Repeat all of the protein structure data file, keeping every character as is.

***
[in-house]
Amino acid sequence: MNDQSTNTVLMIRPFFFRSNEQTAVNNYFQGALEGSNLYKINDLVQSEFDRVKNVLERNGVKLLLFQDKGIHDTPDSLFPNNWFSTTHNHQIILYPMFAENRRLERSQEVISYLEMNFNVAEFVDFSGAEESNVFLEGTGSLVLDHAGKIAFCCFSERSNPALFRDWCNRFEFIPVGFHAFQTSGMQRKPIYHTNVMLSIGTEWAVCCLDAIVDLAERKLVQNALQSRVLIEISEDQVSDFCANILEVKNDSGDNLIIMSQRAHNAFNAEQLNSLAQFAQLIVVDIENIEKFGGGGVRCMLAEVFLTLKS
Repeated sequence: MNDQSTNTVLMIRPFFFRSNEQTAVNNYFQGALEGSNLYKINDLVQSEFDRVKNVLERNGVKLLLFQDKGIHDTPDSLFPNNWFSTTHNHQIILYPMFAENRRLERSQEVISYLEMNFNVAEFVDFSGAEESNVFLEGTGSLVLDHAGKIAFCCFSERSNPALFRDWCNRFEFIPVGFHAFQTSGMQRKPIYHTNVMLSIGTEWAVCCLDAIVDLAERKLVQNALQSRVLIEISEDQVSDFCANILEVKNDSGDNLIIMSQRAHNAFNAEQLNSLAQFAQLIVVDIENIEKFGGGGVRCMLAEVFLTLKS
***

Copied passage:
[in-house]
Amino acid sequence: MNDQSTNTVLMIRPFFFRSNEQTAVNNYFQGALEGSNLYKINDLVQSEFDRVKNVLERNGVKLLLFQDKGIHDTPDSLFPNNWFSTTHNHQIILYPMFAENRRLERSQEVISYLEMNFNVAEFVDFSGAEESNVFLEGTGSLVLDHAGKIAFCCFSERSNPALFRDWCNRFEFIPVGFHAFQTSGMQRKPIYHTNVMLSIGTEWAVCCLDAIVDLAERKLVQNALQSRVLIEISEDQVSDFCANILEVKNDSGDNLIIMSQRAHNAFNAEQLNSLAQFAQLIVVDIENIEKFGGGGVRCMLAEVFLTLKS
Repeated sequence: MNDQSTNTVLMIRPFFFRSNEQTAVNNYFQGALEGSNLYKINDLVQSEFDRVKNVLERNGVKLLLFQDKGIHDTPDSLFPNNWFSTTHNHQIILYPMFAENRRLERSQEVISYLEMNFNVAEFVDFSGAEESNVFLEGTGSLVLDHAGKIAFCCFSERSNPALFRDWCNRFEFIPVGFHAFQTSGMQRKPIYHTNVMLSIGTEWAVCCLDAIVDLAERKLVQNALQSRVLIEISEDQVSDFCANILEVKNDSGDNLIIMSQRAHNAFNAEQLNSLAQFAQLIVVDIENIEKFGGGGVRCMLAEVFLTLKS